This story in the Simile of the Herbs of the rain of the Dharma falling equally on all the various plants and herbs equally benefiting all according to their unique capacity also highlights the equality and inclusivity of the Lotus Sutra teaching. The teaching of Buddhism can benefit all beings and it does so without either diminishing the teaching or devaluing or diminishing those who apply it to their lives. There is no loss of the value of practice and faith regardless of our inner capacity or our physical ability. The Dharma looses no value and neither do we.
This story [in the Simile of the Herbs] of the rain of the Dharma falling equally on all the various plants and herbs equally benefiting all according to their unique capacity also highlights the equality and inclusivity of the Lotus Sutra teaching. The teaching of Buddhism can benefit all beings and it does so without either diminishing the teaching or devaluing or diminishing those who apply it to their lives. There is no loss of the value of practice and faith regardless of our inner capacity or our physical ability. The Dharma loses no value and neither do we.
Looking at the plants themselves [in the Simile of the Herbs] we can say that roots equal faith, stems equal precepts or practice, branches equal firm mind, and leaves equal wisdom. Plants as they grow must do so with each part in proportion to the others. A plant will not stay alive long if it has a massive root system sucking up nourishment and no stem or branches or leaves with which to transport the nourishment or to process it through photosynthesis. If there is a strong stem, lots of leaves, but no roots to soak up moisture and chemicals from the soil then the leaves will eventually whither and die. All of the parts of a plant must be developed in harmony with each other.
[In the Simile of the Herbs] small herbs represent humans and deities. The middle plants represent hearers and private Buddhas or Sravakas and Pratyekabuddhas. Finally, the large plants represent Bodhisattvas. The rain of the Dharma of the Lotus Flower Sutra is intended to be a teaching that is appropriate for all practitioners of the Dharma. No longer is there a separate teaching for different practitioners. The Lotus Sutra is the culmination of all the previous teachings of the Buddha. The Lotus Sutra represents a shift from teachings by expedients to teaching the fundamental truth. You could say that with the teaching of the Lotus Sutra, the Buddha has taken the wrapper off of Buddhism.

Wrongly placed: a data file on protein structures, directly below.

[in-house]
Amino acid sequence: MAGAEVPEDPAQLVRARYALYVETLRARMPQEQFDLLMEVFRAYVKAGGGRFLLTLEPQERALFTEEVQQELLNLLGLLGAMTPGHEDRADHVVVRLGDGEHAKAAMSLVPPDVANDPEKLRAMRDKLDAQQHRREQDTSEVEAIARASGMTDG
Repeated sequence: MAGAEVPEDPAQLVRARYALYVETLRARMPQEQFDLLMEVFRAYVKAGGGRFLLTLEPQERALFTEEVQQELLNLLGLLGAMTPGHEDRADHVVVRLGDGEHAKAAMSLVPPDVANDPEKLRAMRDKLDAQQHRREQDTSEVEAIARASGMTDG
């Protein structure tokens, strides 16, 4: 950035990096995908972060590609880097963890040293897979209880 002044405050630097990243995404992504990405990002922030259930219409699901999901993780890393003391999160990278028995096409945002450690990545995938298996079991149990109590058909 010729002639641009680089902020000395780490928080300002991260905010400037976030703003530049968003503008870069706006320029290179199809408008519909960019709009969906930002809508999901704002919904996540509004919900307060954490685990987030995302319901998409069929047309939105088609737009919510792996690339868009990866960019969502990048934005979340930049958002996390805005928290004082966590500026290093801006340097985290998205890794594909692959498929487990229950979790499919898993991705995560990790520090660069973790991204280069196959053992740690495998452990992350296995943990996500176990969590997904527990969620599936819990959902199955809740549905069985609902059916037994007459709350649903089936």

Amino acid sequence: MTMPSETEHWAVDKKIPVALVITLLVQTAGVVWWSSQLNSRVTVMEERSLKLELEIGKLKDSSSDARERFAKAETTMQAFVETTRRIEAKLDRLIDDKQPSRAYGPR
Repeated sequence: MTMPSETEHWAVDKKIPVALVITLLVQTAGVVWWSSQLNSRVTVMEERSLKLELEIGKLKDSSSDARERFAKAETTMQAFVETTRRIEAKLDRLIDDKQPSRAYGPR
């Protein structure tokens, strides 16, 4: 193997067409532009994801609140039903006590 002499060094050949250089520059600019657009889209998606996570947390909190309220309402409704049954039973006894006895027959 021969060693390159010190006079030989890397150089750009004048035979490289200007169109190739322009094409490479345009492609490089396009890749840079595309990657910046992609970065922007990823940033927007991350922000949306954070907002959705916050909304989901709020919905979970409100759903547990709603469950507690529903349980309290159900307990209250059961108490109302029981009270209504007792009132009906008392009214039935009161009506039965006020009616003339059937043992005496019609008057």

The unification of the spirit of the Buddha, the mind of the Buddha, and the teachings of the Buddha are clearly stated when he says that he knows all, and he knows the Way. He states that he has opened the path up to us based upon his wisdom and skill. Even when the Buddha seemed to be teaching different paths to enlightenment he was in fact teaching the true single way to eliminate suffering. He has experienced the truth of the equality of all Buddhas through his own life, he is teaching this to us through his many teachings leading up to the ultimate of the Lotus Sutra, and because of these he has made it possible for all beings to attain what he himself has attained.
Buddhism is not about prosperity practice. Our goal should be to eliminate suffering, and attachment to material gain is an attachment and bound to eventually lead to more suffering. No thing is immune to decay, even wealth and if not the wealth then certainly the body. The goal of our practice is to become enlightened, to manifest our inherent Buddha potential, and thereby convert our lands into the Buddha’s pure land.
There is a passage from the Simile of Herbs chapter that is read at the Segaki, Feeding Hungry Ghosts, service, which is performed for the deceased. … During this service we read the passage where the Buddha states he will cause all beings to cross the ocean of birth and death. He goes on and states he will cause them to break free of suffering, have peace of mind, and attain Nirvana. The intent of the Buddha is clear; every thing he does and has done, has been for the sole purpose of benefiting living beings enabling the release from suffering. It is important to note here that there is no specific promise of material gain or benefit.